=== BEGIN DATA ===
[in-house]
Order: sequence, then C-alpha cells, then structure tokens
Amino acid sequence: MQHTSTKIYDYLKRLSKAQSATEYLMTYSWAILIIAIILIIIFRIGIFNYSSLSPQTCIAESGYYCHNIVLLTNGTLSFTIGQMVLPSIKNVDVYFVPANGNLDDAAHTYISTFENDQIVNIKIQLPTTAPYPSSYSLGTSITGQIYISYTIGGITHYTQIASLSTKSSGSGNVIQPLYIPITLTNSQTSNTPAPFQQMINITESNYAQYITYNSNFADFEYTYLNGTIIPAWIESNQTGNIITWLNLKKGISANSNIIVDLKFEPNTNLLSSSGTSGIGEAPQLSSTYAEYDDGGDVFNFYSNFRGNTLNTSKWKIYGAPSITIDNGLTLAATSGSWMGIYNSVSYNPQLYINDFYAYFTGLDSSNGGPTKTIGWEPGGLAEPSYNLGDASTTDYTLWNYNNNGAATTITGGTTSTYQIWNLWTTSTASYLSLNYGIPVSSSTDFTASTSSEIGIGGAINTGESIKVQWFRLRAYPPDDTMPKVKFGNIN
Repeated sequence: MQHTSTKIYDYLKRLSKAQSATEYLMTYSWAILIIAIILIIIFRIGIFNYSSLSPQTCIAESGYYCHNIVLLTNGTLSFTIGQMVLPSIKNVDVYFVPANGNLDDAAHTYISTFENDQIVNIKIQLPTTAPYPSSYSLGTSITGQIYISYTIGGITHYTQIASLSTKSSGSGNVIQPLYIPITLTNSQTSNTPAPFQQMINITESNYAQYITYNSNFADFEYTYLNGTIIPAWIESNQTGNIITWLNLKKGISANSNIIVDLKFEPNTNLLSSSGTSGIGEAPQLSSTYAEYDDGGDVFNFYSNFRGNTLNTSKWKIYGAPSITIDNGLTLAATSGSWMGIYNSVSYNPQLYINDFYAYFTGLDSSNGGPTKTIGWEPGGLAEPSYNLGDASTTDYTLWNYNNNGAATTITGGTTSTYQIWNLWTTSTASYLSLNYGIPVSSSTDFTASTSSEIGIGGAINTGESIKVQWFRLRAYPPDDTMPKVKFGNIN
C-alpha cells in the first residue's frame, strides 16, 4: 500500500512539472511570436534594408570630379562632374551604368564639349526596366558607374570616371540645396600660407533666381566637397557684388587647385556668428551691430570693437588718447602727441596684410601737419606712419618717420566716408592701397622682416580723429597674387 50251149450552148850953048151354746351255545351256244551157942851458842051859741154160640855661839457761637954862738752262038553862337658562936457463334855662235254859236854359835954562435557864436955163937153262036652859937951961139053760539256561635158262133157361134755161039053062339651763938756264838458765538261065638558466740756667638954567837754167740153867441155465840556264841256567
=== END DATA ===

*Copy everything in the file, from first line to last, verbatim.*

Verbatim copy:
[in-house]
Order: sequence, then C-alpha cells, then structure tokens
Amino acid sequence: MQHTSTKIYDYLKRLSKAQSATEYLMTYSWAILIIAIILIIIFRIGIFNYSSLSPQTCIAESGYYCHNIVLLTNGTLSFTIGQMVLPSIKNVDVYFVPANGNLDDAAHTYISTFENDQIVNIKIQLPTTAPYPSSYSLGTSITGQIYISYTIGGITHYTQIASLSTKSSGSGNVIQPLYIPITLTNSQTSNTPAPFQQMINITESNYAQYITYNSNFADFEYTYLNGTIIPAWIESNQTGNIITWLNLKKGISANSNIIVDLKFEPNTNLLSSSGTSGIGEAPQLSSTYAEYDDGGDVFNFYSNFRGNTLNTSKWKIYGAPSITIDNGLTLAATSGSWMGIYNSVSYNPQLYINDFYAYFTGLDSSNGGPTKTIGWEPGGLAEPSYNLGDASTTDYTLWNYNNNGAATTITGGTTSTYQIWNLWTTSTASYLSLNYGIPVSSSTDFTASTSSEIGIGGAINTGESIKVQWFRLRAYPPDDTMPKVKFGNIN
Repeated sequence: MQHTSTKIYDYLKRLSKAQSATEYLMTYSWAILIIAIILIIIFRIGIFNYSSLSPQTCIAESGYYCHNIVLLTNGTLSFTIGQMVLPSIKNVDVYFVPANGNLDDAAHTYISTFENDQIVNIKIQLPTTAPYPSSYSLGTSITGQIYISYTIGGITHYTQIASLSTKSSGSGNVIQPLYIPITLTNSQTSNTPAPFQQMINITESNYAQYITYNSNFADFEYTYLNGTIIPAWIESNQTGNIITWLNLKKGISANSNIIVDLKFEPNTNLLSSSGTSGIGEAPQLSSTYAEYDDGGDVFNFYSNFRGNTLNTSKWKIYGAPSITIDNGLTLAATSGSWMGIYNSVSYNPQLYINDFYAYFTGLDSSNGGPTKTIGWEPGGLAEPSYNLGDASTTDYTLWNYNNNGAATTITGGTTSTYQIWNLWTTSTASYLSLNYGIPVSSSTDFTASTSSEIGIGGAINTGESIKVQWFRLRAYPPDDTMPKVKFGNIN
C-alpha cells in the first residue's frame, strides 16, 4: 500500500512539472511570436534594408570630379562632374551604368564639349526596366558607374570616371540645396600660407533666381566637397557684388587647385556668428551691430570693437588718447602727441596684410601737419606712419618717420566716408592701397622682416580723429597674387 50251149450552148850953048151354746351255545351256244551157942851458842051859741154160640855661839457761637954862738752262038553862337658562936457463334855662235254859236854359835954562435557864436955163937153262036652859937951961139053760539256561635158262133157361134755161039053062339651763938756264838458765538261065638558466740756667638954567837754167740153867441155465840556264841256567